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  1. says

    Quoting plato.stanford.edu/entries/liberalism/#ClaLib, “. . . a more important division concerns the place of private property and the market order. For classical liberals — sometimes called the ‘old’ liberalism — liberty and private property are intimately related.”

    Let 2017 be the year the USA turns from wealth as land and corporate assets to a civic people as the nation’s chief property. Rather than elite education dominating, make the best possible education available to every newborn, because he or she is appreciated as both a person and essential to the USA provided he or she transitions to a young, civic adult. Let the person decline the education-opportunity during adolescence if he or she must.

    The USA may emerge a nation with a super-majority We the [Civic] People of the United States—persons who use the preamble to the USA so that each citizen may enjoy individual-independence to the limits of their natural abilities. A civic person both 1) works for fidelity in living and 2) collaborates for civic justice. The adult person who performs a wanted service is paid enough to both live and save & invest for retirement, financial security, and family advancement. The poorest adult worker is paid enough to accommodate savings to accumulate wealth—participates in American enterprise not only as consumer but as stakeholder, too.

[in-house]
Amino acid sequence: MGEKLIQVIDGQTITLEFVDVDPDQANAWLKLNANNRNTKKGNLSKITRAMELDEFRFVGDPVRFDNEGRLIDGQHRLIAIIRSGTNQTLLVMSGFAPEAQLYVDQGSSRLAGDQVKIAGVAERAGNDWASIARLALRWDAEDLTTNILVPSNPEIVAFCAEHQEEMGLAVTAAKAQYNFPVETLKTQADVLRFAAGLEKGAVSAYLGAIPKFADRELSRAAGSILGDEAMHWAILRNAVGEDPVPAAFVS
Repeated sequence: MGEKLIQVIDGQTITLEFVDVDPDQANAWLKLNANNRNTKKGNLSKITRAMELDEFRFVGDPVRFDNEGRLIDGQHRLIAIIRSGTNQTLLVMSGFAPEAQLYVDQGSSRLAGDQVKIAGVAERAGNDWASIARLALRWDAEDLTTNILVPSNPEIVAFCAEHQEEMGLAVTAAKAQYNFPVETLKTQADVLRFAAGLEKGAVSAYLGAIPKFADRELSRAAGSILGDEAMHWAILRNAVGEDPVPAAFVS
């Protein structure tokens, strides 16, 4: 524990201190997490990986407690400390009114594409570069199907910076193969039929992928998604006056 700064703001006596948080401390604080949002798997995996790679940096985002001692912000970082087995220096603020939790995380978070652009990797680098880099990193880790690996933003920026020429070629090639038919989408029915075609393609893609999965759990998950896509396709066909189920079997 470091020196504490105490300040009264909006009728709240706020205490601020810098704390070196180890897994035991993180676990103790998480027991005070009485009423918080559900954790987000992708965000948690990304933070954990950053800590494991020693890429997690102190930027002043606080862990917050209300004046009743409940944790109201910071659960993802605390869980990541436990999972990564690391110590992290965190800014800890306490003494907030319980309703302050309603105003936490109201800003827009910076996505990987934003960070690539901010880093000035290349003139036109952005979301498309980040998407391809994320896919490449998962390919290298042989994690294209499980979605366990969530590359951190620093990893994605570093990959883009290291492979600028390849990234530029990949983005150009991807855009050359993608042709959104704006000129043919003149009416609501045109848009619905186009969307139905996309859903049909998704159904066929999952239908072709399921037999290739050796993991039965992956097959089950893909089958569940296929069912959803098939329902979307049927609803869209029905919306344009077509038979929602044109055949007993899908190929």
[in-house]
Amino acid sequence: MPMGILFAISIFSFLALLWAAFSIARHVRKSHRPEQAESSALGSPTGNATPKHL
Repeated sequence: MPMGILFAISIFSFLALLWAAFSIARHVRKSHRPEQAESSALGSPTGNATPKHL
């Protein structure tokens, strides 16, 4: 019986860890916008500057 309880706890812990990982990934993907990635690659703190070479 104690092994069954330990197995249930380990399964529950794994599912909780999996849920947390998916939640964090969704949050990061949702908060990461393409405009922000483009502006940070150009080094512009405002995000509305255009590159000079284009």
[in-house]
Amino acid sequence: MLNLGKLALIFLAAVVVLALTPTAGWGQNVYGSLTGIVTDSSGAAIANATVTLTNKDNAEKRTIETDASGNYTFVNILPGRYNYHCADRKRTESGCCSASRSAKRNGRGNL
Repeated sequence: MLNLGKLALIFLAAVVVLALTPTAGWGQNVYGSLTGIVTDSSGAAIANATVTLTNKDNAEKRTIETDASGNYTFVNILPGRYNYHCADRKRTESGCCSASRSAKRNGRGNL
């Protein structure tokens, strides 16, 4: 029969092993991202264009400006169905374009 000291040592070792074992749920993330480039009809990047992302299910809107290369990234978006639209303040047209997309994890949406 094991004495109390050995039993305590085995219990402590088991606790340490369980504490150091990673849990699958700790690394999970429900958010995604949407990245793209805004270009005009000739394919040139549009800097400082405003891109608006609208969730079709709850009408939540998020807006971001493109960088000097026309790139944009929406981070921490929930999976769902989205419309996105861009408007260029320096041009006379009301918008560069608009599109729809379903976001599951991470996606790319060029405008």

The USA emerges a nation that has no pretense of utopia—still has statutory law enforcement– yet inexorably marches toward a culture with everyone but dissenters, criminals and evils collaborating to effect We the People of the United States.

    While this was innovative thinking in 2015, it has matured as consistent with the classical-liberal view that life itself is property. Let public-integrity as private-liberty-with-civic-morality emerge as the principle practice in 2017.